by Mr. Vernon Kneprath
A question is posed in the lesson…
- “Which do you think is more important, deeds or creeds?” Or, in other words, what is more important? Is it the things you say you believe, with words, or is it the things you do, based on your beliefs?
- We may think that deeds are more important because they show what we believe. But our deeds cannot bring anyone to faith. Only the Gospel can. That’s why our creed – a confession of what we believe – is important to share with others. We confess our faith in church as we say the Apostles’ or Nicene Creed and when we sing the liturgy and hymns. We confess our faith at home, work, and school when we talk about God and what he has done for us.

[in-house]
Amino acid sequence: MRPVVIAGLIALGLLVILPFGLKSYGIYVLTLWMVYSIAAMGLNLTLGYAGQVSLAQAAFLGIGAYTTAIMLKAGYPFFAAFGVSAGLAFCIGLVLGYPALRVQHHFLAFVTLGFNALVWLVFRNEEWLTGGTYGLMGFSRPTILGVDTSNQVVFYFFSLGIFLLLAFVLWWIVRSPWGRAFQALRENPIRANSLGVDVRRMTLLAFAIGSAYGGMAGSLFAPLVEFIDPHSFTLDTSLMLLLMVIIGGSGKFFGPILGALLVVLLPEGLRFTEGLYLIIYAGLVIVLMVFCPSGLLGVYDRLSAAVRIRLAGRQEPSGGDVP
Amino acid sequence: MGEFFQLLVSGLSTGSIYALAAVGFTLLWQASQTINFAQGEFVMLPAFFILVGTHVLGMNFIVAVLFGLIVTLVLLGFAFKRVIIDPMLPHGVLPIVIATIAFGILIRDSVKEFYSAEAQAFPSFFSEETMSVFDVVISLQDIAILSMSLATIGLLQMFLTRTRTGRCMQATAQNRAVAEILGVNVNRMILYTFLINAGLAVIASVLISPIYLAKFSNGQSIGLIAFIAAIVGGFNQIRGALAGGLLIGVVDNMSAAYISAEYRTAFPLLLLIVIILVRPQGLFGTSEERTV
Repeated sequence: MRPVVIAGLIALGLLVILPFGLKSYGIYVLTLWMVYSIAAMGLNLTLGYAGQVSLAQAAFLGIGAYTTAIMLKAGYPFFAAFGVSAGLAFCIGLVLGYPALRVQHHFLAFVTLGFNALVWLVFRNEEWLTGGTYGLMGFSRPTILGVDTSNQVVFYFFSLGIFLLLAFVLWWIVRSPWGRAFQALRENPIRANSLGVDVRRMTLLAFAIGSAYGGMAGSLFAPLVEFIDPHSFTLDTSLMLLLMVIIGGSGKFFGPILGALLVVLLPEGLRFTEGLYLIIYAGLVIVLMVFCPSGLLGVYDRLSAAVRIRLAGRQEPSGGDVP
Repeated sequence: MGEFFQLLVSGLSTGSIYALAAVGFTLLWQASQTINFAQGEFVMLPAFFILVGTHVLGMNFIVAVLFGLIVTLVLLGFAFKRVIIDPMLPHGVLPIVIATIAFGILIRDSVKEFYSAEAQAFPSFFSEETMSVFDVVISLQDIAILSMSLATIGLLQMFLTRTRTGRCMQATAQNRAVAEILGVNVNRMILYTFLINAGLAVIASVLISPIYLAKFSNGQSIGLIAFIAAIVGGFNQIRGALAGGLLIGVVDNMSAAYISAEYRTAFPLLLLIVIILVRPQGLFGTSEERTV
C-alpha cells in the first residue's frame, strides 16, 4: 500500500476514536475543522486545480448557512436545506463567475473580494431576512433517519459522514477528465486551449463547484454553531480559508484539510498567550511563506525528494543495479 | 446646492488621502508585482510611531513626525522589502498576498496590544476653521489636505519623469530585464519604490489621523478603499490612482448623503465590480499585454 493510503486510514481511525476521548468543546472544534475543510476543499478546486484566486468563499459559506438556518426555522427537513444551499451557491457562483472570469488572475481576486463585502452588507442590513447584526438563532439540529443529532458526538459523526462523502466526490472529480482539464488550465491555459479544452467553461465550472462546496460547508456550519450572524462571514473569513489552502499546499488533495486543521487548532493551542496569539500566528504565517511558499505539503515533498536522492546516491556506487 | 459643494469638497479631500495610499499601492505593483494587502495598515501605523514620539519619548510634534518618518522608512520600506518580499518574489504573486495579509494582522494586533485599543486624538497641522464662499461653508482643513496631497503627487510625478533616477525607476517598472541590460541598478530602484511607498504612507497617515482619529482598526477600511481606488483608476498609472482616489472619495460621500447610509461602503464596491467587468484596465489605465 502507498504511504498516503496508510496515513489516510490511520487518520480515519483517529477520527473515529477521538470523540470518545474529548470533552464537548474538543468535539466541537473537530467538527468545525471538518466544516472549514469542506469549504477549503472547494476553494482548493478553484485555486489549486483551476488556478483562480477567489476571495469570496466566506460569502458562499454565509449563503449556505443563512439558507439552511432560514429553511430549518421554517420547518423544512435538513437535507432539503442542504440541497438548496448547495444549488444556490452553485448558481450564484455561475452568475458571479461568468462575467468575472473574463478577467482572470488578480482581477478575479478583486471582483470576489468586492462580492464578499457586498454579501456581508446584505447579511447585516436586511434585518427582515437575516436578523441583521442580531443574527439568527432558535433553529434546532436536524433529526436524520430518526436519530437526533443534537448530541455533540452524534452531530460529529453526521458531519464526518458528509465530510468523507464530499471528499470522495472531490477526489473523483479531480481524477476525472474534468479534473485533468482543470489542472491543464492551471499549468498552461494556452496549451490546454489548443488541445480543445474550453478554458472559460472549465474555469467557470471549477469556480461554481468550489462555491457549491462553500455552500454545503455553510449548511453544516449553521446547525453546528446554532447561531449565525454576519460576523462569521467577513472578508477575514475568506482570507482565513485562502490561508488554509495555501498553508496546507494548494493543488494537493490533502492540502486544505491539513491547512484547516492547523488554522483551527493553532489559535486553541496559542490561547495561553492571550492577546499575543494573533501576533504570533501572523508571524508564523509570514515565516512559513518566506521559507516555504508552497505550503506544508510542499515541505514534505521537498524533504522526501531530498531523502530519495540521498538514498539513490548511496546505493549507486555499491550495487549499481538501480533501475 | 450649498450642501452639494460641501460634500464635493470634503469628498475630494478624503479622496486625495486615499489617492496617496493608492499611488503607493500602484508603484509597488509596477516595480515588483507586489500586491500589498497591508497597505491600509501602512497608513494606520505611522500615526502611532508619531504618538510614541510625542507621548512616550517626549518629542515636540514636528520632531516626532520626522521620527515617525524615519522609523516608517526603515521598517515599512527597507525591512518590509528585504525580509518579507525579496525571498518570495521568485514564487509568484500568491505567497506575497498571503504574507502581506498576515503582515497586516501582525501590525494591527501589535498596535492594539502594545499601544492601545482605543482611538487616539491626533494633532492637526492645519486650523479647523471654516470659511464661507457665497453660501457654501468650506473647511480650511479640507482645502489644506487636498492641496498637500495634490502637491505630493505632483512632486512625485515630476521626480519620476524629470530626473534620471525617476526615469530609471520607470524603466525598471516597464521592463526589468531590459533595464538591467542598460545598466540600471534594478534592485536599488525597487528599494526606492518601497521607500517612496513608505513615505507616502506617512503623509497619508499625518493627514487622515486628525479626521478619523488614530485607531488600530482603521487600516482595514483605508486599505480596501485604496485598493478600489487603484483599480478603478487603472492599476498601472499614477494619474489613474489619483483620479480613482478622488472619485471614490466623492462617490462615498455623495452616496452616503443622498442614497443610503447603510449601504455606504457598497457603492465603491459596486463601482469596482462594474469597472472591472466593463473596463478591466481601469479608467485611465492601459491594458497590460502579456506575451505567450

Our deeds (good works) do not help to save in any way. They are simply our thankful response to what God has done for us through His Son, Jesus. The Holy Spirit uses our creed (confessions of faith in God’s Word) to lead unbelievers to faith and to strengthen and encourage fellow believers.
When teachers who teach this lesson (and students who learn it) notice that the Apostles’ and Nicene Creeds are omitted from worship, they are confronted with the inconsistency of teaching and practice. A church which fails to practice what is taught to the youth soon loses all credibility. The likely conclusion is that neither the words (creeds) nor the practices (deeds) matter.
The Gospel message in the Creeds is the means by which God creates and strengthens faith. That message is timeless and indifferent to culture. That’s why the Creeds have been a part of our worship service for centuries. Remove the Creeds from worship service? Outdated? Irrelevant? The Gospel of the Creeds is what all people need to hear.
- Week 8, Lesson B, Page 114. Grades 5-6 Old Testament, Christlight. Northwestern Publishing House. 1999